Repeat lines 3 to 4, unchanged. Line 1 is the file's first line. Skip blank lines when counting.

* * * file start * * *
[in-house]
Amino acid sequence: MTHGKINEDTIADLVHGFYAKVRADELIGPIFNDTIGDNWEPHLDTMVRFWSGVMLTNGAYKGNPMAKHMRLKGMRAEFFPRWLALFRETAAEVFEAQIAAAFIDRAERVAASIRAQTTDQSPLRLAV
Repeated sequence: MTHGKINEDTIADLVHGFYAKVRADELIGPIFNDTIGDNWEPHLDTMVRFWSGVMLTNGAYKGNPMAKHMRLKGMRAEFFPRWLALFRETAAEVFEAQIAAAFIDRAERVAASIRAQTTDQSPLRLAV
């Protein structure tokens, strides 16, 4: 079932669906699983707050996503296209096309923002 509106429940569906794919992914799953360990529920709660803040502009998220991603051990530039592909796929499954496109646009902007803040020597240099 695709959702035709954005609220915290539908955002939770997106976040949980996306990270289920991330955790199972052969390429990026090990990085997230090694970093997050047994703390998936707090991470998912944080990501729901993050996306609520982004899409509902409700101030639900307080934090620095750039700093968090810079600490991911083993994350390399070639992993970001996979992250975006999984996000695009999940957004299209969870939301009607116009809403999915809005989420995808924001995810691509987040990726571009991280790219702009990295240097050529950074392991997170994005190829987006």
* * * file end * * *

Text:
Repeated sequence: MTHGKINEDTIADLVHGFYAKVRADELIGPIFNDTIGDNWEPHLDTMVRFWSGVMLTNGAYKGNPMAKHMRLKGMRAEFFPRWLALFRETAAEVFEAQIAAAFIDRAERVAASIRAQTTDQSPLRLAV
């Protein structure tokens, strides 16, 4: 079932669906699983707050996503296209096309923002 509106429940569906794919992914799953360990529920709660803040502009998220991603051990530039592909796929499954496109646009902007803040020597240099 695709959702035709954005609220915290539908955002939770997106976040949980996306990270289920991330955790199972052969390429990026090990990085997230090694970093997050047994703390998936707090991470998912944080990501729901993050996306609520982004899409509902409700101030639900307080934090620095750039700093968090810079600490991911083993994350390399070639992993970001996979992250975006999984996000695009999940957004299209969870939301009607116009809403999915809005989420995808924001995810691509987040990726571009991280790219702009990295240097050529950074392991997170994005190829987006």